Visit the Seattle Municipal Tower Gallery and see the exhibition “Evocative: Artworks that Invite Conversation,” July 8 to Oct. 1. “Evocative” features 28 rarely seen artworks from the city of Seattle’s portable works collection.
“This exhibition is intended to evoke conversation and features artwork that attracts the curious eye. The viewer will want to figure out the mechanisms and wonder at their implications,” explains city Curator Deborah Paine with the Seattle Office of Arts & Cultural Affairs.
The artworks are by 21 national artists working in a variety of media, including sculpture, painting, ceramics, photography and mixed media. Included in the exhibition is James Pridgeon’s “Technology Leads the People,” 1992, a reconfigured, non-functioning pinball machine that substitutes small trees and miniature plastic people in place of the game’s gates and bumpers. Melissa Goldstein’s “Still Life,” 1993, features three backlit artworks that reference the necessities of human existence—food, clothing and shelter—sitting atop a beautifully constructed table.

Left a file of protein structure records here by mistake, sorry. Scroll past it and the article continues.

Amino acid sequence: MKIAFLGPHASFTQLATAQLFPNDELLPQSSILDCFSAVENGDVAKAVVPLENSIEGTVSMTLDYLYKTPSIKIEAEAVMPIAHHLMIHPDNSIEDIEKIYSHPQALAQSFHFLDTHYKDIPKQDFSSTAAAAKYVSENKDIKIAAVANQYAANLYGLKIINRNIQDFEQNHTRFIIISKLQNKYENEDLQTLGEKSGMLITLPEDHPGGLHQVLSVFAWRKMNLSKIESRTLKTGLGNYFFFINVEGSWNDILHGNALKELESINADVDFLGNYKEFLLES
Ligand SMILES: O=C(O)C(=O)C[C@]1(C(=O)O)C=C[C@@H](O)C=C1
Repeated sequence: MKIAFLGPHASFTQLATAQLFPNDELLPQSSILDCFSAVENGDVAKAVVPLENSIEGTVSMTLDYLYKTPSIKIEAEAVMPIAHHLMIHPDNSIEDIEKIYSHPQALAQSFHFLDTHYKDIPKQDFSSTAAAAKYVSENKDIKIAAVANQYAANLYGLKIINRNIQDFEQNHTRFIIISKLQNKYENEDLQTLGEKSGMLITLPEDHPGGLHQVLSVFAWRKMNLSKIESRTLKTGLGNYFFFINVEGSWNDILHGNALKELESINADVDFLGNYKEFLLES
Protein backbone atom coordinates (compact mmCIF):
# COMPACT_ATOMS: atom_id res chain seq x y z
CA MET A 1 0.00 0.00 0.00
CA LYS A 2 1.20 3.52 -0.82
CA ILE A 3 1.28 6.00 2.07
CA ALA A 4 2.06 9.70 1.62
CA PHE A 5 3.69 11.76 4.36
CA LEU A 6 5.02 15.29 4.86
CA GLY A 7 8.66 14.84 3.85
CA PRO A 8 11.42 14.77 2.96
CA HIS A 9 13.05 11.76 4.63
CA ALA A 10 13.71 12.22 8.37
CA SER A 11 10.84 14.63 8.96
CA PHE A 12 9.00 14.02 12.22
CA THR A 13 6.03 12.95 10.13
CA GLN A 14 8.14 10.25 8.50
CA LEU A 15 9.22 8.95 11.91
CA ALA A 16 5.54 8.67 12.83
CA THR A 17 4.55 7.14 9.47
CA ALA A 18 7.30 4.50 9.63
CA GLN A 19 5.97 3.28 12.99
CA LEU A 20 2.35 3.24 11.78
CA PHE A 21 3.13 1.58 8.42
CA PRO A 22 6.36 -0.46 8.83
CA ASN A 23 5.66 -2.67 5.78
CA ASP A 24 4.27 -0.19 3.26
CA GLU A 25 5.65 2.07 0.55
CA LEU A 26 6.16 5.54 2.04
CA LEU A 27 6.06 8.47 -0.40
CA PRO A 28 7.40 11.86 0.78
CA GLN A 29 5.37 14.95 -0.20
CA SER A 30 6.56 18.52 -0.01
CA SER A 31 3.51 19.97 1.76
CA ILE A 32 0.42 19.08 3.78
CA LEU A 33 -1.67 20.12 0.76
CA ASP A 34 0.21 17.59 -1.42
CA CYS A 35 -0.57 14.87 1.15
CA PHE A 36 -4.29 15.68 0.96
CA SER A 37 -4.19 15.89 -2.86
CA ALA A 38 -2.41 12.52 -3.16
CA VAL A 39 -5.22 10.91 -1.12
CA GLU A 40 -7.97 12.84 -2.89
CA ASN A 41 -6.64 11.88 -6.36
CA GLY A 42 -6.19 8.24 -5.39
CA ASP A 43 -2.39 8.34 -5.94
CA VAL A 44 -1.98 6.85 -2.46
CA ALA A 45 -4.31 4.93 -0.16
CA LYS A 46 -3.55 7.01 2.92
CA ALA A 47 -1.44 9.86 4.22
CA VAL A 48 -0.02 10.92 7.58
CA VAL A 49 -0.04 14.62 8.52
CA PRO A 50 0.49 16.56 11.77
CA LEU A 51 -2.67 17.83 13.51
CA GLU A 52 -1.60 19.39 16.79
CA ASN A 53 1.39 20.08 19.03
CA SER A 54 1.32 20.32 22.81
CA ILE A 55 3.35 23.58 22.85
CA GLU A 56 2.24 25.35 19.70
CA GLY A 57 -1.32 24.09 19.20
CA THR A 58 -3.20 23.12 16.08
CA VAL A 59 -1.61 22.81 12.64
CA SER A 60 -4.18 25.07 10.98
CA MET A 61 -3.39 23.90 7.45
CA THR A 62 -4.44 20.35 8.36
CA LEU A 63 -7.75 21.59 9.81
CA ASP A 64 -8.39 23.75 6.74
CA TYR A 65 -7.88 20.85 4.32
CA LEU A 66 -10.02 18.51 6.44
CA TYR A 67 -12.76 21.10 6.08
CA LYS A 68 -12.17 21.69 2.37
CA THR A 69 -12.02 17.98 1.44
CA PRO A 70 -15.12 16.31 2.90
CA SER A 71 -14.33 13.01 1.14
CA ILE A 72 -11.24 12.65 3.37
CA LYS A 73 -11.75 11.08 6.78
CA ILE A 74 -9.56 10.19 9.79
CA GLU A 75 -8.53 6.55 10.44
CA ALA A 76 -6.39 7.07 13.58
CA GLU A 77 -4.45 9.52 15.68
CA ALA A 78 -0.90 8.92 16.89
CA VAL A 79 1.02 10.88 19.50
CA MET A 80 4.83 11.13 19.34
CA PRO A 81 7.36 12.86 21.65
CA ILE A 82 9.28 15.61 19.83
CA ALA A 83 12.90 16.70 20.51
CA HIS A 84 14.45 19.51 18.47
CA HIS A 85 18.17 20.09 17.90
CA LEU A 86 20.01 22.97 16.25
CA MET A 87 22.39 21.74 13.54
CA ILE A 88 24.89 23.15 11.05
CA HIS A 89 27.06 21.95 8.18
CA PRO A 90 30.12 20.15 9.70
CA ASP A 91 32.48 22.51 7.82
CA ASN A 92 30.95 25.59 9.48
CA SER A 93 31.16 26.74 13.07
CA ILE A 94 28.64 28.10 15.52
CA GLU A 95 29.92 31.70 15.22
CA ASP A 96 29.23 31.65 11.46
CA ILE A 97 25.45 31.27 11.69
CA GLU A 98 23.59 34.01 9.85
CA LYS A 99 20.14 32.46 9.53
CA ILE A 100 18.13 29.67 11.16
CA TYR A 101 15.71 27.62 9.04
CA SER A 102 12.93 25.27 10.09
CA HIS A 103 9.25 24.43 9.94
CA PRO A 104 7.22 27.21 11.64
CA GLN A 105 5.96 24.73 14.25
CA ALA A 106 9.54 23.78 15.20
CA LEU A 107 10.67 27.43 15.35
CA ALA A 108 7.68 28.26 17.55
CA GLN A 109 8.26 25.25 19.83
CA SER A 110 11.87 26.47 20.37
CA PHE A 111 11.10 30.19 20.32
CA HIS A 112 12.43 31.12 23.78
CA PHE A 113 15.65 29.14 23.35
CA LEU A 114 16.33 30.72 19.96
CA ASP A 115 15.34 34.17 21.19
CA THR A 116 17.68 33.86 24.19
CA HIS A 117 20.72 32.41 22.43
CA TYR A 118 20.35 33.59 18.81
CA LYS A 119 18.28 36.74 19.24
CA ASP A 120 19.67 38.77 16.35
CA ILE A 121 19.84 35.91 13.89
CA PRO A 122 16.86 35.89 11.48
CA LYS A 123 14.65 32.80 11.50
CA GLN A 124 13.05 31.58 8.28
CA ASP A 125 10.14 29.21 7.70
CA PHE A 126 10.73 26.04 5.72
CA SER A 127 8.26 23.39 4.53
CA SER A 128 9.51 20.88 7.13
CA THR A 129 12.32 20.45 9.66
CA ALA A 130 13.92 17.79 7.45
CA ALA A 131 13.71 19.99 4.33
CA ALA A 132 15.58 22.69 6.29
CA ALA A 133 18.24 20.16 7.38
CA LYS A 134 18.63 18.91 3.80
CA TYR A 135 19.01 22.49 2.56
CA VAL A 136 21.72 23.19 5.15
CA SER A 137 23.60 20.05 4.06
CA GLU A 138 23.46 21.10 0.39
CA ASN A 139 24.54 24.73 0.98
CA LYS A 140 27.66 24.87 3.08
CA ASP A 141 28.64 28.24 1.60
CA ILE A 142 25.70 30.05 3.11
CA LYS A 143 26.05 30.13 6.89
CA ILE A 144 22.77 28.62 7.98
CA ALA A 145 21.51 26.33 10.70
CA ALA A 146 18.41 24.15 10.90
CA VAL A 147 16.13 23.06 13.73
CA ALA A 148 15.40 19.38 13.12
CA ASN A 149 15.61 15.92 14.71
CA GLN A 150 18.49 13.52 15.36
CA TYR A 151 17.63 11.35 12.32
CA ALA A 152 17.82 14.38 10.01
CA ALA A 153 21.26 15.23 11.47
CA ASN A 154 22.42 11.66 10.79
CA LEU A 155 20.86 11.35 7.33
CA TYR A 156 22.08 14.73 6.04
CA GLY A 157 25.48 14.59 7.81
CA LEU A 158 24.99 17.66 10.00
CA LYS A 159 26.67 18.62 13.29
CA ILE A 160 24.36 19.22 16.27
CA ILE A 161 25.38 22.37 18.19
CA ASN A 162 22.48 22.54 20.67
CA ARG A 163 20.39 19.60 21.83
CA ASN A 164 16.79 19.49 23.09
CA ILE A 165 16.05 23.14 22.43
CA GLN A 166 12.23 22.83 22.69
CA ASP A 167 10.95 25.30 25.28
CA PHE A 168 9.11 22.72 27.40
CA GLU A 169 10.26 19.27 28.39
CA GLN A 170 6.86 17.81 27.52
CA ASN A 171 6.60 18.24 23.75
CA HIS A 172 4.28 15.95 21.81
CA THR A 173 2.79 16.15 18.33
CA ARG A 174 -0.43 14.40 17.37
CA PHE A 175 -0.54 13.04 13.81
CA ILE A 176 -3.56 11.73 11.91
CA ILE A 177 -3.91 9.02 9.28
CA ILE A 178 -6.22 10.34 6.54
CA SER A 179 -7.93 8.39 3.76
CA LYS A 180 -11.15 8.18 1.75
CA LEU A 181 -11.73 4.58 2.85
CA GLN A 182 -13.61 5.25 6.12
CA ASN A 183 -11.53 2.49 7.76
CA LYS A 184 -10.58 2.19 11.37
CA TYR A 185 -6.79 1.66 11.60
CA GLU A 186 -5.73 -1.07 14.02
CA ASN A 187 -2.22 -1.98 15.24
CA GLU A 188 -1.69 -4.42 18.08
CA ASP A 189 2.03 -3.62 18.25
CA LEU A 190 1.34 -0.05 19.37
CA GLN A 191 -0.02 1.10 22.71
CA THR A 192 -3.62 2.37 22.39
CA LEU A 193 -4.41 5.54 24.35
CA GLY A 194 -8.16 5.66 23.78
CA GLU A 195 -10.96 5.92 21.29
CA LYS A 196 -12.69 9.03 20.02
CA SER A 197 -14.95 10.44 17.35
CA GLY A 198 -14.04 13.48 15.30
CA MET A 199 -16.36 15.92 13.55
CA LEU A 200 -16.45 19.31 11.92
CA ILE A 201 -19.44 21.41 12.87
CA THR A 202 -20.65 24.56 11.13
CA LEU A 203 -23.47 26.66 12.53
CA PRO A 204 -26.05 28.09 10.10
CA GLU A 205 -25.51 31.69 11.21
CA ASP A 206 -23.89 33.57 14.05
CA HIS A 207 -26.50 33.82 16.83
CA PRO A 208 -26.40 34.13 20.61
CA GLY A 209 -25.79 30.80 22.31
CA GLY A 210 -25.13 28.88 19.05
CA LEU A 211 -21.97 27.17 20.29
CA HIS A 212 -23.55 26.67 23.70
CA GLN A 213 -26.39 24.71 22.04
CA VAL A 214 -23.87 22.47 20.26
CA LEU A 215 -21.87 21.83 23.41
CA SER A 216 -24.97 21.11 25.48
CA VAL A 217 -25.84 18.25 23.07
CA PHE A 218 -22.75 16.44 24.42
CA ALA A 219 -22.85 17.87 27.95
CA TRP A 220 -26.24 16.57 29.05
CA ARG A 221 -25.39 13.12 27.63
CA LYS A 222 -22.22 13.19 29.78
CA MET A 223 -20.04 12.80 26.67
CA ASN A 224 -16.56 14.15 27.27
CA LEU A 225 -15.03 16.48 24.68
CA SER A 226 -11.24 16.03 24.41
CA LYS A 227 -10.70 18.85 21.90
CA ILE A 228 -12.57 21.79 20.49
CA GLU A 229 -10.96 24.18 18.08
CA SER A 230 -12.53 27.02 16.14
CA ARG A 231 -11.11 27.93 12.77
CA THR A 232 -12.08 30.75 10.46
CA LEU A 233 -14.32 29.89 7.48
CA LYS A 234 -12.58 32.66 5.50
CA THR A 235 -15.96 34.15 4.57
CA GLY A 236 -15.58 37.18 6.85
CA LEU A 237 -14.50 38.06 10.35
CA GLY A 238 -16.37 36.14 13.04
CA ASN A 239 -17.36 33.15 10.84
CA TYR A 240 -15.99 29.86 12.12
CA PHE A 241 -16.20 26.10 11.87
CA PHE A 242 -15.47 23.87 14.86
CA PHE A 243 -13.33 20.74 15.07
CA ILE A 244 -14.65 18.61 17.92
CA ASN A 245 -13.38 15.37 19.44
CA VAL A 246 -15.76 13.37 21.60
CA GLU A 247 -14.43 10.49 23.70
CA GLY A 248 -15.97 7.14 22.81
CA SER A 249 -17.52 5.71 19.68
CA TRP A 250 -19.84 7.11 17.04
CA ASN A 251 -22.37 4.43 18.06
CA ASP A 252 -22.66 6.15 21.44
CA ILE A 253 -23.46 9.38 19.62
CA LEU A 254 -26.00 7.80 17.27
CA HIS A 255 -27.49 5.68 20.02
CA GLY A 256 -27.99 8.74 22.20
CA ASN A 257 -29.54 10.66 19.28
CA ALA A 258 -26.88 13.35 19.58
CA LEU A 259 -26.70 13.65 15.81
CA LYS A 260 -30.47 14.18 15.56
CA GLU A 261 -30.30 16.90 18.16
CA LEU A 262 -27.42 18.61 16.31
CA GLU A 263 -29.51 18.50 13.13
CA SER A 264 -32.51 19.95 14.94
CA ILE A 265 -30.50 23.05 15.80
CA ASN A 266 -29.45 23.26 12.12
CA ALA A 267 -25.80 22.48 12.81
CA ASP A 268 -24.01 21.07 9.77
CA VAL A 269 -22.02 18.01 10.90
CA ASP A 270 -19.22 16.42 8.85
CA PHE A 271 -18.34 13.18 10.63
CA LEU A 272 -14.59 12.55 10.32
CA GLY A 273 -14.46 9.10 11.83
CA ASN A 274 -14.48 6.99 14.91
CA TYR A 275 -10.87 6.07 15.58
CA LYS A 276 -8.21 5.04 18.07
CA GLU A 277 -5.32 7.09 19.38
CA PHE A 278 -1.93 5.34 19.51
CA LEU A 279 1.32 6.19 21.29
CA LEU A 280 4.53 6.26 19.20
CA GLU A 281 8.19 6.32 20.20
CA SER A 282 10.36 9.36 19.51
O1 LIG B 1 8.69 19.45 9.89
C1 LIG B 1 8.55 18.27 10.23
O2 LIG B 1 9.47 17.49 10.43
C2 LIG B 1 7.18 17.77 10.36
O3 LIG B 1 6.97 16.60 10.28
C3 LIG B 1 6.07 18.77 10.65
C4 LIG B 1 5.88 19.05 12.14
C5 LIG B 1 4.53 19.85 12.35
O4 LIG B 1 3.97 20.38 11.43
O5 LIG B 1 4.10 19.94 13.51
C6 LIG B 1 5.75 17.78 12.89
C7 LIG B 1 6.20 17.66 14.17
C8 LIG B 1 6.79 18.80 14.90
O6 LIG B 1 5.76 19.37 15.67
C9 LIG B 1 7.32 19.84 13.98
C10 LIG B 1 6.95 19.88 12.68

The city’s portable works collection is exhibited throughout city offices, engaging both employees and the public and creating an interesting and diverse work environment. The collection is managed by the Office of Arts & Cultural Affairs. Artwork purchases for the collection are made possible with city 1% for Art funds.
Image: Melissa Goldstein; “Still Life”; 1993; walnut table with 3 duratran boxes portraying clothes, apples, house; 44.5” x 64” x 12.5”.